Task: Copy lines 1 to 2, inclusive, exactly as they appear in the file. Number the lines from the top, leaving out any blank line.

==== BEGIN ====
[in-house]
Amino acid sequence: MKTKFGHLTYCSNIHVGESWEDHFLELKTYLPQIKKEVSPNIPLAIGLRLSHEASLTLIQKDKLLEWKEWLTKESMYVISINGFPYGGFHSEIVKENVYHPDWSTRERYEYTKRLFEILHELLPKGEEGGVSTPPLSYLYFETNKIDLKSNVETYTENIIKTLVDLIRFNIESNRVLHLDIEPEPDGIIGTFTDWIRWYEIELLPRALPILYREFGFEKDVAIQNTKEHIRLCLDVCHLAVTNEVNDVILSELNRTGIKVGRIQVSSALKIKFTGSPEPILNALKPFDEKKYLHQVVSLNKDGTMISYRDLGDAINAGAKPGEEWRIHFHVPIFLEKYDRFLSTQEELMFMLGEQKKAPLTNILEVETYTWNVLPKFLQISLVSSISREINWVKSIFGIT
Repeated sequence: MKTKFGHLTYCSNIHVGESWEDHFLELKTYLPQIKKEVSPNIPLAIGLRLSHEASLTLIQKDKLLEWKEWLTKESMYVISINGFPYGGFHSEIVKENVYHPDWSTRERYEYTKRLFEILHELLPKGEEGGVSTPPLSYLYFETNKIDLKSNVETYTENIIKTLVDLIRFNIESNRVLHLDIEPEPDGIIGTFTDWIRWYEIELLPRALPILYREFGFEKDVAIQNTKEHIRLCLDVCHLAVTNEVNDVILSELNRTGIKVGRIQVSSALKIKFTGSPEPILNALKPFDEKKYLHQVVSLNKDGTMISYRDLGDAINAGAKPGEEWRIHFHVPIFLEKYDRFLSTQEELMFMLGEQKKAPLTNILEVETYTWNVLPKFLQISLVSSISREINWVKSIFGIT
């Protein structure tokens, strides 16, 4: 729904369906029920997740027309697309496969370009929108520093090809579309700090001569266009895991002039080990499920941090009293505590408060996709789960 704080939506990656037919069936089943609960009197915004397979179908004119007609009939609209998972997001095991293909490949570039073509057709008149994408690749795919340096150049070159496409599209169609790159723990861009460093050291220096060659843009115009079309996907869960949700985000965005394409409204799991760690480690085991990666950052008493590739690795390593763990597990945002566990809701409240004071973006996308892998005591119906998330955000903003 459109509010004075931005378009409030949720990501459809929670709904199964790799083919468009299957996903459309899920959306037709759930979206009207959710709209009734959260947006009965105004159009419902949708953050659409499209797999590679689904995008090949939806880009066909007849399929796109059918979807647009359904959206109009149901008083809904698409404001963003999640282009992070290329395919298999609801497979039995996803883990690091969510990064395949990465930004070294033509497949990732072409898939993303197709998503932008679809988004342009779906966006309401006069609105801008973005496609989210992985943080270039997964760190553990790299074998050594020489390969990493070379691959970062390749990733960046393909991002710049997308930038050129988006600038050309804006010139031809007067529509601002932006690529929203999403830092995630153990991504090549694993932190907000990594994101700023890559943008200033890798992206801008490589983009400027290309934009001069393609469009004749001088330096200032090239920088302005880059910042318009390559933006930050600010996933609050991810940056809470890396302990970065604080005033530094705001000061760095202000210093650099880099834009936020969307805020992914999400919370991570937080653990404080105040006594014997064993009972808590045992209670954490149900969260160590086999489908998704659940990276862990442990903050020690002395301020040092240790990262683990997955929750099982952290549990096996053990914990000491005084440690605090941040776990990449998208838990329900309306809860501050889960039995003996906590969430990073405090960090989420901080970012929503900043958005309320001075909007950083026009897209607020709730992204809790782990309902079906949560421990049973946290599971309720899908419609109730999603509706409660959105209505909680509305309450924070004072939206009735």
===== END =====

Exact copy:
[in-house]
Amino acid sequence: MKTKFGHLTYCSNIHVGESWEDHFLELKTYLPQIKKEVSPNIPLAIGLRLSHEASLTLIQKDKLLEWKEWLTKESMYVISINGFPYGGFHSEIVKENVYHPDWSTRERYEYTKRLFEILHELLPKGEEGGVSTPPLSYLYFETNKIDLKSNVETYTENIIKTLVDLIRFNIESNRVLHLDIEPEPDGIIGTFTDWIRWYEIELLPRALPILYREFGFEKDVAIQNTKEHIRLCLDVCHLAVTNEVNDVILSELNRTGIKVGRIQVSSALKIKFTGSPEPILNALKPFDEKKYLHQVVSLNKDGTMISYRDLGDAINAGAKPGEEWRIHFHVPIFLEKYDRFLSTQEELMFMLGEQKKAPLTNILEVETYTWNVLPKFLQISLVSSISREINWVKSIFGIT